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Nadler and other Democrats on the committee challenged Levatino, Malloy and Calhoun as to why they were not taking into consideration medical studies conducted by the Journal of the American Medical Association and the Royal Academy of Obstetricians and Gynecologists showing that fetuses cannot feel pain until much later in the pregnancy, if at all.
There were no substantive follow-up questions posed by Members to Christy Zink, the Democrats’ witness. A D.C. resident, Zink recalled how she and her husband made the “difficult decision” to have an abortion after almost 22 weeks, when an MRI detected a severe abnormality in the fetus that, in effect, resulted in the absence of one side of the brain.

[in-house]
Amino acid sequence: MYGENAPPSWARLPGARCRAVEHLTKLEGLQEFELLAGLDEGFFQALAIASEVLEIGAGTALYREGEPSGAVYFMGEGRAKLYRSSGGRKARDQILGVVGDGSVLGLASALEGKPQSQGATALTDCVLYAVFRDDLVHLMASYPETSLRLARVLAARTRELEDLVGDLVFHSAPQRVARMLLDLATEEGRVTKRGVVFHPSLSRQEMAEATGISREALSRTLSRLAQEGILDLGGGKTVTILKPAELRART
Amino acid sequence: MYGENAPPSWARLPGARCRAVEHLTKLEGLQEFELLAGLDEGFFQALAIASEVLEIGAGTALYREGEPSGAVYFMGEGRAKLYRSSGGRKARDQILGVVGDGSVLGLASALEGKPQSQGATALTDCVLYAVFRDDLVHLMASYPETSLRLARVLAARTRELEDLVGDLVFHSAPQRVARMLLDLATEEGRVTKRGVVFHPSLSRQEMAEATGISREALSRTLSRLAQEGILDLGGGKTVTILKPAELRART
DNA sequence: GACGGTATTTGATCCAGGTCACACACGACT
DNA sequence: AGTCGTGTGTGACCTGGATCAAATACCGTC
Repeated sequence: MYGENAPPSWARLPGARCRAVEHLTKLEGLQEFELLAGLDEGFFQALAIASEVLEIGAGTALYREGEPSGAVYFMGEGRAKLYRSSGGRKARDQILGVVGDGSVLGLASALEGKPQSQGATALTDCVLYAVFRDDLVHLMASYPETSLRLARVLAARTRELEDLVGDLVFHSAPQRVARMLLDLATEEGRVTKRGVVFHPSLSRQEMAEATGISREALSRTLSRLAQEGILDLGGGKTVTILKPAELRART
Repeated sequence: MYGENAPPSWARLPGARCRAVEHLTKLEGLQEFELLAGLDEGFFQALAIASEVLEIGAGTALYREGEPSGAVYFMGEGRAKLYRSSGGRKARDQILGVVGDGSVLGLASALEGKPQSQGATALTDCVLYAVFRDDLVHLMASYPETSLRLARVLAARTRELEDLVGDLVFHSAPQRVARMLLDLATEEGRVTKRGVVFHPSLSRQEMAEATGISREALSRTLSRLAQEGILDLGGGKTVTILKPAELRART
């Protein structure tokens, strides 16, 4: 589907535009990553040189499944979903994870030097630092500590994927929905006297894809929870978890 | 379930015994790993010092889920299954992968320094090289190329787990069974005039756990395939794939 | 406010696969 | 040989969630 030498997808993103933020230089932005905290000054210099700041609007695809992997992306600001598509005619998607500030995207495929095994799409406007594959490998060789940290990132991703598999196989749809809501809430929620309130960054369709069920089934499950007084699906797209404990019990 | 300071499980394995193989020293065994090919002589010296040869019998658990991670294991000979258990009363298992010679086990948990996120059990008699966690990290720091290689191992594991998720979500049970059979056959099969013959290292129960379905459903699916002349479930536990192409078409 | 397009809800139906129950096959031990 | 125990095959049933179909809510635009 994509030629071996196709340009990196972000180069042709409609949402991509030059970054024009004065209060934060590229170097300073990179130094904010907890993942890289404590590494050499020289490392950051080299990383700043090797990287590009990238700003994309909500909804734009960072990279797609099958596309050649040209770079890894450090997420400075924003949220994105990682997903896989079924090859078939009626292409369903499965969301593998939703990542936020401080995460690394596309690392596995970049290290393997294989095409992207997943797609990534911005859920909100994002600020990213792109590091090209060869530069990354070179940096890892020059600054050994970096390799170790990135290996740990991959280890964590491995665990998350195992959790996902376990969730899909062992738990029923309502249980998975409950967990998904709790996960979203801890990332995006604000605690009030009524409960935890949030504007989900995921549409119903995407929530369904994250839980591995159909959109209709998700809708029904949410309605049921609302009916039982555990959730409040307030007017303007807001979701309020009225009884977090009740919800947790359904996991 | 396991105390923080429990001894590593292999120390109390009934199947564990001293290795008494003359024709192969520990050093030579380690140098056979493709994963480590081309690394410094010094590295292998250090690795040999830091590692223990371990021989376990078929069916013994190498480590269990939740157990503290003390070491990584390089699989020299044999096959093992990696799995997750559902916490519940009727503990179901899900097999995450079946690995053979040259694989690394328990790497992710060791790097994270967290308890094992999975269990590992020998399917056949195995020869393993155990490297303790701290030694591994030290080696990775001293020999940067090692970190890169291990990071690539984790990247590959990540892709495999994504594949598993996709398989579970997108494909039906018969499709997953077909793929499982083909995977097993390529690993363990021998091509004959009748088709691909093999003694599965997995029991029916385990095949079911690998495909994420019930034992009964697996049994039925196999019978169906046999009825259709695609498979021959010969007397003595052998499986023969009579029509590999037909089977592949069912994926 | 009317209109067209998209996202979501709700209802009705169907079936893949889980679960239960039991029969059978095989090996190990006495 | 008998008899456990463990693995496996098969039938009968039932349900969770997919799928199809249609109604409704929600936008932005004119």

Zink said the condition could not have been discovered any earlier in her pregnancy.
“I am here today to speak out against the so-called Pain-Capable Unborn Child Protection Act. Its very premise — that it prevents pain — is a lie,” Zink said. “If this bill had been passed before my pregnancy, I would have had to carry to term and give birth to a baby who the doctors concurred had no chance of a life and would have experienced near-constant pain.”
Clarification: May 18, 2012
An earlier version of the article mischaracterized the concept of "perinatal hospice."